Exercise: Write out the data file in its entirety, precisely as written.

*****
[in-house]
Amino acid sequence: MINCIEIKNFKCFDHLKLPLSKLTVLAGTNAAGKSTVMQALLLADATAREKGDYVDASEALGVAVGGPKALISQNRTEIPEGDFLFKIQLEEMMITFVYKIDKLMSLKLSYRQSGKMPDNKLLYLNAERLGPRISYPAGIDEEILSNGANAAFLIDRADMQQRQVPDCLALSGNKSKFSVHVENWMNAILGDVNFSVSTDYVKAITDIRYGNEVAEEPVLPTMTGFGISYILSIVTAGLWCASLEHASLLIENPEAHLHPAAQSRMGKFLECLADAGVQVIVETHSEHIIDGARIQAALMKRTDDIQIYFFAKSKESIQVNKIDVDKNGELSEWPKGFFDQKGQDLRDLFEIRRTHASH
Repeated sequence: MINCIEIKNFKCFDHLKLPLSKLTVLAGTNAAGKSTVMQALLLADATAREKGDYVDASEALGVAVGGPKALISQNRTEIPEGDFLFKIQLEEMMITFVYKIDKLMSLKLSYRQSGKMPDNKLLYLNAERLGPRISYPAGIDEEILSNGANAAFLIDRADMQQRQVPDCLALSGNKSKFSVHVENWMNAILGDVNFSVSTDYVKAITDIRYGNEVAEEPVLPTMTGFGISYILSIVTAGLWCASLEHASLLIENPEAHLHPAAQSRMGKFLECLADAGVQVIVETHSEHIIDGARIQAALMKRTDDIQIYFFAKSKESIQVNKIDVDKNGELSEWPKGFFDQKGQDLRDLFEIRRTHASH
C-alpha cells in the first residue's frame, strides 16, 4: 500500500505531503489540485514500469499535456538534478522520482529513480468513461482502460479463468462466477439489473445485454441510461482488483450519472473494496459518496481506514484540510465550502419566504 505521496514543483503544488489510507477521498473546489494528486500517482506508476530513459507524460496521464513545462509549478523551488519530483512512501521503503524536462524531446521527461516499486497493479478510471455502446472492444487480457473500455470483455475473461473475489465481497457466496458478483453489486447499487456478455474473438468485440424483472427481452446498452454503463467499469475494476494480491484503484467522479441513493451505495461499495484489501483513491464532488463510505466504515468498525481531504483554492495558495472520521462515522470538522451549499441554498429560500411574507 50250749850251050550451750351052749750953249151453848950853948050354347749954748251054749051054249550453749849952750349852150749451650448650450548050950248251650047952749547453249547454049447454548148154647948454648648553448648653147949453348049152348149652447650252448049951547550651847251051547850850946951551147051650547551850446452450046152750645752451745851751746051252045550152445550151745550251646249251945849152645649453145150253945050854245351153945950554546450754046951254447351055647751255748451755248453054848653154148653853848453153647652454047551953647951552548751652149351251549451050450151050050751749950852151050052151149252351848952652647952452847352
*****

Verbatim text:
[in-house]
Amino acid sequence: MINCIEIKNFKCFDHLKLPLSKLTVLAGTNAAGKSTVMQALLLADATAREKGDYVDASEALGVAVGGPKALISQNRTEIPEGDFLFKIQLEEMMITFVYKIDKLMSLKLSYRQSGKMPDNKLLYLNAERLGPRISYPAGIDEEILSNGANAAFLIDRADMQQRQVPDCLALSGNKSKFSVHVENWMNAILGDVNFSVSTDYVKAITDIRYGNEVAEEPVLPTMTGFGISYILSIVTAGLWCASLEHASLLIENPEAHLHPAAQSRMGKFLECLADAGVQVIVETHSEHIIDGARIQAALMKRTDDIQIYFFAKSKESIQVNKIDVDKNGELSEWPKGFFDQKGQDLRDLFEIRRTHASH
Repeated sequence: MINCIEIKNFKCFDHLKLPLSKLTVLAGTNAAGKSTVMQALLLADATAREKGDYVDASEALGVAVGGPKALISQNRTEIPEGDFLFKIQLEEMMITFVYKIDKLMSLKLSYRQSGKMPDNKLLYLNAERLGPRISYPAGIDEEILSNGANAAFLIDRADMQQRQVPDCLALSGNKSKFSVHVENWMNAILGDVNFSVSTDYVKAITDIRYGNEVAEEPVLPTMTGFGISYILSIVTAGLWCASLEHASLLIENPEAHLHPAAQSRMGKFLECLADAGVQVIVETHSEHIIDGARIQAALMKRTDDIQIYFFAKSKESIQVNKIDVDKNGELSEWPKGFFDQKGQDLRDLFEIRRTHASH
C-alpha cells in the first residue's frame, strides 16, 4: 500500500505531503489540485514500469499535456538534478522520482529513480468513461482502460479463468462466477439489473445485454441510461482488483450519472473494496459518496481506514484540510465550502419566504 505521496514543483503544488489510507477521498473546489494528486500517482506508476530513459507524460496521464513545462509549478523551488519530483512512501521503503524536462524531446521527461516499486497493479478510471455502446472492444487480457473500455470483455475473461473475489465481497457466496458478483453489486447499487456478455474473438468485440424483472427481452446498452454503463467499469475494476494480491484503484467522479441513493451505495461499495484489501483513491464532488463510505466504515468498525481531504483554492495558495472520521462515522470538522451549499441554498429560500411574507 50250749850251050550451750351052749750953249151453848950853948050354347749954748251054749051054249550453749849952750349852150749451650448650450548050950248251650047952749547453249547454049447454548148154647948454648648553448648653147949453348049152348149652447650252448049951547550651847251051547850850946951551147051650547551850446452450046152750645752451745851751746051252045550152445550151745550251646249251945849152645649453145150253945050854245351153945950554546450754046951254447351055647751255748451755248453054848653154148653853848453153647652454047551953647951552548751652149351251549451050450151050050751749950852151050052151149252351848952652647952452847352